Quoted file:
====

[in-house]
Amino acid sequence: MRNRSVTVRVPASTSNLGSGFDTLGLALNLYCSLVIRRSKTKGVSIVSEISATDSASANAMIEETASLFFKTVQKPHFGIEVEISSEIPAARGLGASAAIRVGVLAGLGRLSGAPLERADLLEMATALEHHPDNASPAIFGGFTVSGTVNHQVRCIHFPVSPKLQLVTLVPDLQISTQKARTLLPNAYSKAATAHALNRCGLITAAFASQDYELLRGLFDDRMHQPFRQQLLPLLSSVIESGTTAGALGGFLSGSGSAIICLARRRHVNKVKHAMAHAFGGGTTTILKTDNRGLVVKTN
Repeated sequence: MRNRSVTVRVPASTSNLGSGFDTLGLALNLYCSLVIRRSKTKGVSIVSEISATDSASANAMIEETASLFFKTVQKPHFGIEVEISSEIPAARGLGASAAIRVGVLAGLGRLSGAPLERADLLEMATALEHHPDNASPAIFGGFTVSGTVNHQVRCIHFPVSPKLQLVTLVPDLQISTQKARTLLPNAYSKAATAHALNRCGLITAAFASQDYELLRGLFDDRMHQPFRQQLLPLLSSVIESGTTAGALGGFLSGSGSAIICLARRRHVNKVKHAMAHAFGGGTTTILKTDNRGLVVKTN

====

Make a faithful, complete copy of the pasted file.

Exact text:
[in-house]
Amino acid sequence: MRNRSVTVRVPASTSNLGSGFDTLGLALNLYCSLVIRRSKTKGVSIVSEISATDSASANAMIEETASLFFKTVQKPHFGIEVEISSEIPAARGLGASAAIRVGVLAGLGRLSGAPLERADLLEMATALEHHPDNASPAIFGGFTVSGTVNHQVRCIHFPVSPKLQLVTLVPDLQISTQKARTLLPNAYSKAATAHALNRCGLITAAFASQDYELLRGLFDDRMHQPFRQQLLPLLSSVIESGTTAGALGGFLSGSGSAIICLARRRHVNKVKHAMAHAFGGGTTTILKTDNRGLVVKTN
Repeated sequence: MRNRSVTVRVPASTSNLGSGFDTLGLALNLYCSLVIRRSKTKGVSIVSEISATDSASANAMIEETASLFFKTVQKPHFGIEVEISSEIPAARGLGASAAIRVGVLAGLGRLSGAPLERADLLEMATALEHHPDNASPAIFGGFTVSGTVNHQVRCIHFPVSPKLQLVTLVPDLQISTQKARTLLPNAYSKAATAHALNRCGLITAAFASQDYELLRGLFDDRMHQPFRQQLLPLLSSVIESGTTAGALGGFLSGSGSAIICLARRRHVNKVKHAMAHAFGGGTTTILKTDNRGLVVKTN